Age and arrogance are not a good combination, just ask the L.A. Lakers. I’m not saying they’re not a talented basketball team or an ambitious organization. What I am saying is these “experienced” players need to understand just where they are and who they are. Where they are is headed home, not to a championship game, not this year. And, it’s painfully obvious they are in denial of the fact they are not young guns. When people say they are an experienced playoff team, they mean more than just the number of playoff games they’ve played as a whole. By experienced, they mean aging, something these guys have yet to face.
And why do I believe they are in age denial? Because of the way they act on the court: selfish, arrogant, smug, and reckless. Most of the young players coming into the league are filled with bravado, conceit, and abandon. They believe they are it. You have to be great, right? Otherwise, why would anyone pay you millions of dollars to put a ball through a net, wear their logos across your chest, or guzzle their fountain of sports-youth drinks.
Then you get knocked around. Those “experienced” players welcome you to the hardwood and you realize maybe you’re not such a badass. You learn. You gain experience. You are humbled more than once and then, the conceit turns to confidence, the bravado to optimism, the abandon to reliability.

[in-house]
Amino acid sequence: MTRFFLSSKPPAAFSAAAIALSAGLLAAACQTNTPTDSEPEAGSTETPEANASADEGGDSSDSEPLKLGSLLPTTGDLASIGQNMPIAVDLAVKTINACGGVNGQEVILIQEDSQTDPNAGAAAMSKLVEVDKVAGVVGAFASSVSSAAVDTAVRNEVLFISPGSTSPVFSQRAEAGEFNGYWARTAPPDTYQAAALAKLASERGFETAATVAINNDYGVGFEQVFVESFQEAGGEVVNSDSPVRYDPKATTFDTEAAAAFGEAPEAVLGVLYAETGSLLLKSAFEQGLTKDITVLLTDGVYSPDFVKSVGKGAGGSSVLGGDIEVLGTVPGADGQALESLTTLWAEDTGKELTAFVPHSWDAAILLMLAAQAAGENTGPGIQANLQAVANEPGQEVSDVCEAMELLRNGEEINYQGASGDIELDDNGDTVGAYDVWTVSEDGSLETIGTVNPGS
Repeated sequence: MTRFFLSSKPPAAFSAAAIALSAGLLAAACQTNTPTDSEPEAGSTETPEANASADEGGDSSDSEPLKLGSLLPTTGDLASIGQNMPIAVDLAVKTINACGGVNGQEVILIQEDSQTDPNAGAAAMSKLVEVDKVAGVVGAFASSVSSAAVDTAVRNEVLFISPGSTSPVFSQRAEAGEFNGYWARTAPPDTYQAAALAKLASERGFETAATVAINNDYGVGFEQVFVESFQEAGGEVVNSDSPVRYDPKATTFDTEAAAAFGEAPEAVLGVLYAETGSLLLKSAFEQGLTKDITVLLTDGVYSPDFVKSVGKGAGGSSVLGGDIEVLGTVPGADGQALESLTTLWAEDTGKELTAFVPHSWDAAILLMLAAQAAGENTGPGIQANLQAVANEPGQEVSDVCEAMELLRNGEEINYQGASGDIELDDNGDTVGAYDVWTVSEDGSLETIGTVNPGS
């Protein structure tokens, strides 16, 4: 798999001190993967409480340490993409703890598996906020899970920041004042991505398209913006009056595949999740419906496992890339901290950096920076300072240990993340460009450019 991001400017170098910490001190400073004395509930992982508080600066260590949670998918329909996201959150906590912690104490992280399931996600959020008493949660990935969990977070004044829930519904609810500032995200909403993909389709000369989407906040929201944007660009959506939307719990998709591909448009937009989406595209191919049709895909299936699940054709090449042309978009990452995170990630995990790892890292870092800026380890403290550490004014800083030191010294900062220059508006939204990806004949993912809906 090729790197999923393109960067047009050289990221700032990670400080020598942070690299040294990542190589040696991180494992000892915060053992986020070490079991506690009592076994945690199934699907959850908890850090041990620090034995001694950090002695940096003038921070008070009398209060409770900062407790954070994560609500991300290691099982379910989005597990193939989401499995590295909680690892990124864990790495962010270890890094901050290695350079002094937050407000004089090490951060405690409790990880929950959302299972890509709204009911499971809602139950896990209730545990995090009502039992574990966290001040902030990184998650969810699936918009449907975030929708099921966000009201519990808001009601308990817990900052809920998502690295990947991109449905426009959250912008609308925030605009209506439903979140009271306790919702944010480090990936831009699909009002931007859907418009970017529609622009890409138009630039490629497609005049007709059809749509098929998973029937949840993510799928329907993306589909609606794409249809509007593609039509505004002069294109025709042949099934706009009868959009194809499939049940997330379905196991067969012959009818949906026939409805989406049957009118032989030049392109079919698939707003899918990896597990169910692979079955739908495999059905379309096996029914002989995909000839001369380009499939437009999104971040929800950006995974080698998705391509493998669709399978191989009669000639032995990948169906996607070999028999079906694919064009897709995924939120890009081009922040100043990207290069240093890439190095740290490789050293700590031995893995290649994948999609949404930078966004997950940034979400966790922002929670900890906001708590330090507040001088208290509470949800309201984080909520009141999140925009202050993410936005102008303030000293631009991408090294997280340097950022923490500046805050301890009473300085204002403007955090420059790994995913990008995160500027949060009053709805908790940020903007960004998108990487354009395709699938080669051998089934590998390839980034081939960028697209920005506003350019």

But the Lakers personified arrogance during these playoffs. They were smug and egotistical, and when they began to unravel, they turned to finger-pointing and dirty play. Real nice. Real mature.
I’m glad they are out of the playoffs and I’m glad they were swept by the Mavs. Maybe they will learn from this and finally recognize experience is something you have to suffer, because with it comes knowledge and familiarity. As for aging, it is a process which brings maturity, development, and ripeness; age can definitely be an advantage, if you understand and accept its promises and limitations. But age and arrogance never go hand in hand.